Friday, 14 April 2006

Adding to my brain

I have been learning stuff. Not by choice really, I really think there is enough in my brain already and adding more stuff is just liable to confuse matters. It is necessity really that drives this learning, Mike and I are going to live in the Rainforest and so it seemed wise to learn something of the place. My learnings are not all happy. Last night when I was walking home with my rucksack I did feel a bit hot, I don’t like being hot. I ended up stripped to the waist as I was feeling uncomfortable. It was pretty grim in the summer, people think sleeping out in the summer would be nice, the sleeping out bit was but the lugging the rucksack about was not so good. I was constantly hot, sticky and drenched with sweat, this I did not enjoy at all. As I say my learnings about the Rainforest we are going to live in have not all been good. Ecuador is so called because it is on the equator; if I remember my schooling properly the equator is the really hot bit in the middle. In the UK if it gets too hot in the summer the woods are the perfect place to go, they are shady and nicely cool in comparison to the glare of the sun or the baking heat of the cities. I was talking to Ralph from Aqua Firma the other night, he is arranging our introduction to Ecuador and the Rainforest, apparently the atmosphere in the rainforest is very hot. Not only that it is 90% humidity, that sounds absolutely horrible apart from anything else how is it possible to breath air that is 90% water?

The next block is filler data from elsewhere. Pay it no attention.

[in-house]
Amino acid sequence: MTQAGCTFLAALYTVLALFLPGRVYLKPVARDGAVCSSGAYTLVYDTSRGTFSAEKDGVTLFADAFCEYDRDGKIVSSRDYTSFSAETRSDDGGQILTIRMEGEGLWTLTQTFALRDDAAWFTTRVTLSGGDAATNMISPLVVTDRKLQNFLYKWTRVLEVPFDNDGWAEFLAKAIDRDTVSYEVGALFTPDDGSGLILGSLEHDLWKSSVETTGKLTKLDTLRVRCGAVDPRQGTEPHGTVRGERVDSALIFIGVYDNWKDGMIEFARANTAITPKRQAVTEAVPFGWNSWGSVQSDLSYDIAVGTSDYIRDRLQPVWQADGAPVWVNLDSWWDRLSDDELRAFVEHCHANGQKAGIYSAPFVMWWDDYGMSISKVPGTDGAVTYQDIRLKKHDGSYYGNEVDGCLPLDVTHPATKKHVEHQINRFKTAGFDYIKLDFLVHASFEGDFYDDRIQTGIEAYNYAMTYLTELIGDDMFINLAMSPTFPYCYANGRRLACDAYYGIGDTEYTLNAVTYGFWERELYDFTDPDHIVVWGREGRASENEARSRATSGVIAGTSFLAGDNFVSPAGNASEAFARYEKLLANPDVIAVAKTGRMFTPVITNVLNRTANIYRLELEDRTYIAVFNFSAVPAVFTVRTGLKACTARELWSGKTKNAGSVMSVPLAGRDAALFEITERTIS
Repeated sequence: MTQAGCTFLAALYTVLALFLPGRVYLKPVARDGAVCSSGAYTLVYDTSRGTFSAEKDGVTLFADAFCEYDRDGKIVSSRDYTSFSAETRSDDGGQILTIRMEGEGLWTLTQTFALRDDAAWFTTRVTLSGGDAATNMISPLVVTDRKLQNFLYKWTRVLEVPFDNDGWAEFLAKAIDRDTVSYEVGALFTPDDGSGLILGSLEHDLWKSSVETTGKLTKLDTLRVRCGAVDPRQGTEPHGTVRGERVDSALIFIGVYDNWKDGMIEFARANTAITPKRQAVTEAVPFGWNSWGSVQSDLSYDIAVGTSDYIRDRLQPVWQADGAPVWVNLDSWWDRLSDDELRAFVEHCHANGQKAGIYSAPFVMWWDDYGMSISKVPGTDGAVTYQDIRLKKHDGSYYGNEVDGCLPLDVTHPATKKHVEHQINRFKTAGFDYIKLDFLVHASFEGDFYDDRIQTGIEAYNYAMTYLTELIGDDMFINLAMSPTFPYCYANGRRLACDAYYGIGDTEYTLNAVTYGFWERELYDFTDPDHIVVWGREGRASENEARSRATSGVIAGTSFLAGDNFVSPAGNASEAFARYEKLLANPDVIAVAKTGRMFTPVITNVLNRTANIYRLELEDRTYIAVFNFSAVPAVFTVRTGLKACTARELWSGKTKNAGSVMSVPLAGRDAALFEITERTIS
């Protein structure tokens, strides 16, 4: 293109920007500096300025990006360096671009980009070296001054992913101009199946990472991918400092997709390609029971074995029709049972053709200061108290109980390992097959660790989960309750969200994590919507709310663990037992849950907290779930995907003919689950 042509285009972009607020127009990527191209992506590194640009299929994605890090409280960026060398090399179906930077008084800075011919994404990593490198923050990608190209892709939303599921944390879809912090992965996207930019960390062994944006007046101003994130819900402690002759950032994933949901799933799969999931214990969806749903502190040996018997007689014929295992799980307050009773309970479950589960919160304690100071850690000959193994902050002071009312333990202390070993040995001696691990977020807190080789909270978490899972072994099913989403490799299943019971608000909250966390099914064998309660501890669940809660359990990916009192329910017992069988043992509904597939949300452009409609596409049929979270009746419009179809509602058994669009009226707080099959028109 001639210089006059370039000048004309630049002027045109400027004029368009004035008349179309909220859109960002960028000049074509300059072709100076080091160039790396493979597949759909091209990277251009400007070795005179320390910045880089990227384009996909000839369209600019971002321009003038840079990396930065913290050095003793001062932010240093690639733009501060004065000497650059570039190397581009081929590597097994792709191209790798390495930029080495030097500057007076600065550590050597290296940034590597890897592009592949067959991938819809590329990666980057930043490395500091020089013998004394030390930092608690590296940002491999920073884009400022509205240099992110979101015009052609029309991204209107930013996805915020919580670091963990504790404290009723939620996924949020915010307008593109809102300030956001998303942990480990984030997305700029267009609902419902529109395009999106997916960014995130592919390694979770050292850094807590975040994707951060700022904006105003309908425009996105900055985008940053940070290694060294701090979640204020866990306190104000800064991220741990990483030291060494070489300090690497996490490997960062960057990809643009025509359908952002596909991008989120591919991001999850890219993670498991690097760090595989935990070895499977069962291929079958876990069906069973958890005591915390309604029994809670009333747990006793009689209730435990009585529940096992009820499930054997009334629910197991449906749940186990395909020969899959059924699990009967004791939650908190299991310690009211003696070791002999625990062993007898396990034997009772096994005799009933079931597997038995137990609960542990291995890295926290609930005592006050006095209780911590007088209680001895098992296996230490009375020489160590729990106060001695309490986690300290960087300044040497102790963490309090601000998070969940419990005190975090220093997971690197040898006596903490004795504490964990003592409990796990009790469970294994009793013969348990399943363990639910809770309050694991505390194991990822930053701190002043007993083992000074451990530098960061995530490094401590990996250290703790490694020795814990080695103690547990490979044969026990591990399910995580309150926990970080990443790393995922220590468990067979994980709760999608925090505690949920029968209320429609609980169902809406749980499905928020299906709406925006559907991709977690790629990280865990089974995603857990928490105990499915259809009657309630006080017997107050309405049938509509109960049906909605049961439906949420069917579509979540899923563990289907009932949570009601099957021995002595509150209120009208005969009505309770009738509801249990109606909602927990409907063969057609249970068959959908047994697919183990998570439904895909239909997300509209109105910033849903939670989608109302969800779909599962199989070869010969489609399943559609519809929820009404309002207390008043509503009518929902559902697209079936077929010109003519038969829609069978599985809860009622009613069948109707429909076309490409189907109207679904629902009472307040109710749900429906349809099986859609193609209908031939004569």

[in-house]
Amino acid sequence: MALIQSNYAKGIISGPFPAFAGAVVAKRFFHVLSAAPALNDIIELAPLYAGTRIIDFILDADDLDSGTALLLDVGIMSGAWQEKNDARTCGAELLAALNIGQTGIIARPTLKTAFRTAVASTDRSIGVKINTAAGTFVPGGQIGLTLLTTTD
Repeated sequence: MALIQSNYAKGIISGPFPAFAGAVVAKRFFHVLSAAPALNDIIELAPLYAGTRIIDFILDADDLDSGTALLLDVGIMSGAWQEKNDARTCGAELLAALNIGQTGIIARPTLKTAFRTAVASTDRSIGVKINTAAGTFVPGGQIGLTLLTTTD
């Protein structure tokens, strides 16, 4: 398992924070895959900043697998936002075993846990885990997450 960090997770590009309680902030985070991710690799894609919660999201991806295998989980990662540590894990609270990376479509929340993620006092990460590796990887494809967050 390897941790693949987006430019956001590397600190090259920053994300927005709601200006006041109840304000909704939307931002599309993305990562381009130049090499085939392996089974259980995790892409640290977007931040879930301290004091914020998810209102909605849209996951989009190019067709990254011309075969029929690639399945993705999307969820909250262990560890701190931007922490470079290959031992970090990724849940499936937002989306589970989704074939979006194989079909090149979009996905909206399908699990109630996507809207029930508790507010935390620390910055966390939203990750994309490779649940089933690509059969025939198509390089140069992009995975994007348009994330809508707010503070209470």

There are other things to be worried about as well

Mosquitos – millions of em, everywhere all the time
Snakes, poisonous ones
Snakes, big ones
Spiders, big ones with hairs all over
Poisonous frogs
People with spears and definite views on ramblers
Drug dealers with guns
Oil companies with dim views on environmentalists
Logging companies
There are no bars deep in the rainforest
It might also be tricky to find somewhere to get a cup of tea and a newspaper on a Sunday.
Various creatures with teeth

I think perhaps what I meant to say was that Mike and I were going to go and live in the Rainforest for an afternoon and then we were going to go surfing, somewhere with cocktails and girls. Arduous business the surfing and cocktail lifestyle.
The thing is that I think I might actually have given Mike the impression that we were going to go and live on the beach; you know, sleep in hammocks, catch fish, surf, chase girls and drink Mojitos. Ralph is organising a survival course for us and some treks into the rainforest to see some of the work that Rainforest Concern is doing and Mike is very keen on doing this but I’m not sure how pleased he will be when we end up staying.

Does anyone know where we might get a waterproof laptop from? Apparently the humidity plays havoc with electronic equipment.


Stuart Robinson said...

What you want is a ruggedised laptop:

Try among others.

On the subject of humidity: 90% humidity means the air is carrying 90% of the moisture it possibly can at a given temperature. This is called relative humidity. It's a common but mistaken belief that 100% humidity means its raining - it's not: it just means the air is carrying 100% of the water it can possibly carry. When the air is fully saturated water vapor starts to condense into water droplets.

Lexa said...

be careful of those illegal loggers in ecuador. angus sent me some scary stuff about how they attack tree-friendly monks... maybe you need to take some knuckledusters with you, or at least, a very big stick.

Hugh Sawyer said...

But where would I find a very big stick?

I have written to terralogic, it could be just the right bit of kit.